One Small Voice: Rennie Gomes

Published on 26 November 2017

Film sound designer/mixer Rennie Gomes explains how good sound can help your film go places.

Interview By Pamela Ho

For a film to travel internationally, there are certain standards to be met. Besides a strong story that appeals to diverse audiences, the production quality has to be there or distributors will not bite. When it comes to sound, there are many things young film-makers don’t think about.

For example, if your film is in English and a buyer in Spain wants to dub it in Spanish, you will need to have a full music and effects track. What this means is, if they remove the dialogue track, everything else should still be heard — the actor’s footsteps, the door closing, traffic in the background.

The problem is that many film-makers try to cut cost and dismiss Automated Dialogue Replacement (ADR), where we get the actors back in to re-record some of their lines. With location sound, some background sounds recorded on the dialogue track will disappear when that track is removed for foreign-language versions. So while it’s tedious and costlier, it’s better to re-record noisy scenes in the studio, then add effects and Foley (background sounds). This is what I call rendering an ‘international feel’ for your film.

To reduce time and cost, it helps to involve the audio supervisor even before cameras start rolling, so that he/she can run through the script with the director and give suggestions, like choosing locations to ensure a cleaner dialogue track, or to start capturing surrounding sounds. I capture all sorts of sounds because even markets around the world sound different! The unique blend of traffic, everyday activities and background voices help create the atmosphere — it’s not just the music.

We also script for crowd scenes. For the film 1965, for example, we got people into the studio to re-record the crowd scenes because even if the lead actors are saying their lines, we can still hear snippets of what the crowds are saying. It’s not gibberish and it adds to the tension of the scene.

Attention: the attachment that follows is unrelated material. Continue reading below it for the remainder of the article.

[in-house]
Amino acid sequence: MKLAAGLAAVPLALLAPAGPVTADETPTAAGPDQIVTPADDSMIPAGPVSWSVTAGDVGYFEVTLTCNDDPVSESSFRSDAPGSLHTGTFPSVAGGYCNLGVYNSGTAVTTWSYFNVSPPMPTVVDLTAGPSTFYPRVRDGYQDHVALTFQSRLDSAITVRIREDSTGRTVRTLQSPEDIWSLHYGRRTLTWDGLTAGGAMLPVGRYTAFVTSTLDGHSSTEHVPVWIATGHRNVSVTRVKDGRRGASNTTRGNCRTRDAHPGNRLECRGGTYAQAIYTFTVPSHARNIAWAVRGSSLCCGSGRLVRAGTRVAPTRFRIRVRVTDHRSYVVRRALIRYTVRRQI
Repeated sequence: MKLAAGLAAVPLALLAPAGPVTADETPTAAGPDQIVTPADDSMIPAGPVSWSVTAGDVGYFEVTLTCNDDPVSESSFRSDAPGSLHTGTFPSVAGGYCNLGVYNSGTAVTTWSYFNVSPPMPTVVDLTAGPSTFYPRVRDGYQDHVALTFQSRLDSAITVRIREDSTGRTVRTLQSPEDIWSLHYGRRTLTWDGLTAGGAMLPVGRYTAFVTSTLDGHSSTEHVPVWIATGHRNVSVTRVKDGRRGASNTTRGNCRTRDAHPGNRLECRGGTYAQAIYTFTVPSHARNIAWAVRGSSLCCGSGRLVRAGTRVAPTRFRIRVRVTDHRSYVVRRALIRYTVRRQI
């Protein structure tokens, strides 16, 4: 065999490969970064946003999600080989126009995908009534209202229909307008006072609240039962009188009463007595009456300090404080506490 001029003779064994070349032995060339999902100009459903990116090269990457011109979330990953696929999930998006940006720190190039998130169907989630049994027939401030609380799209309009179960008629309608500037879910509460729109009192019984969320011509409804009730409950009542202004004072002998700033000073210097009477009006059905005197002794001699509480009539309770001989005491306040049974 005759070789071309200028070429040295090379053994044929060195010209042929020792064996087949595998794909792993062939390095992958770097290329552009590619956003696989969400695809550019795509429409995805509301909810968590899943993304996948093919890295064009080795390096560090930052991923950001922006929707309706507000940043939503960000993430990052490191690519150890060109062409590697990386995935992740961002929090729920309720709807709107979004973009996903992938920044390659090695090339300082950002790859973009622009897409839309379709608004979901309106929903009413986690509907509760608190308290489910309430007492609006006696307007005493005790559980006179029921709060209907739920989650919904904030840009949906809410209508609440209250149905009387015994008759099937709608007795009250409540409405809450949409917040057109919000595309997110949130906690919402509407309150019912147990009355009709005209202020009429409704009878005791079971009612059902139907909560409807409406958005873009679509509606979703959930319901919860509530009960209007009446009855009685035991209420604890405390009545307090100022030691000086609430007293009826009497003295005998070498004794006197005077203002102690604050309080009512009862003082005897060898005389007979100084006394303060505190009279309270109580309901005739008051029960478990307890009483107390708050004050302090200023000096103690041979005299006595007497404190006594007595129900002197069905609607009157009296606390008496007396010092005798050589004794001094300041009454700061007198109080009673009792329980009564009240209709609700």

I do a lot of work for HBO and Netflix, and the Americans are firm believers of ADR — not just for the clean sound, but also, when you get the actors back in the studio, sometimes you can get a better performance out of them. Our team can number 20 to 30 people for a film, from Foley artists to sound engineers and composers. It’s a whole ecosystem. But the scene in Singapore is still nascent.

I hope to see, in Asian films, more detail in sound. I see a lot of pretty visuals, but very predictable audio. When overall standards in sound pick up, international distributors will bite, and the budget for your next film will go up. In this way, our film industry will grow.

RENNIE GOMES is a film sound designer/mixer with over 20 years’ experience. In 1995, he co-founded Yellow Box Studios (a Singapore-based award-winning production and post-production facility) with composer Ricky Ho. A pioneer in film sound, Gomes worked on Eric Khoo’s Mee Pok Man (1996), Royston Tan’s 15 (2003), and 7 Letters (2015), where he mixed the entire film for Dolby Cinema release. His other credits include Netflix’s Marco Polo, and several HBO productions, including Grace, which won Best Sound Design and Music Composition at the 2015 Apollo Awards, and Halfworlds, which won two consecutive Apollo Awards for Music and Sound Design.

Photo: Nemesis Pictures


Photo: Pamela Ho

Sound Advice for Aspiring Film-makers

Get the audio supervisor on-board as early as possible, even before shooting.

Even if there’s no dialogue in the scene, keep recording the sound — it’s a point of reference for the sound guys in post-production.

Factor in time for post-production. Some Hollywood films take a whole year for sound alone!

Listen to lots of films.

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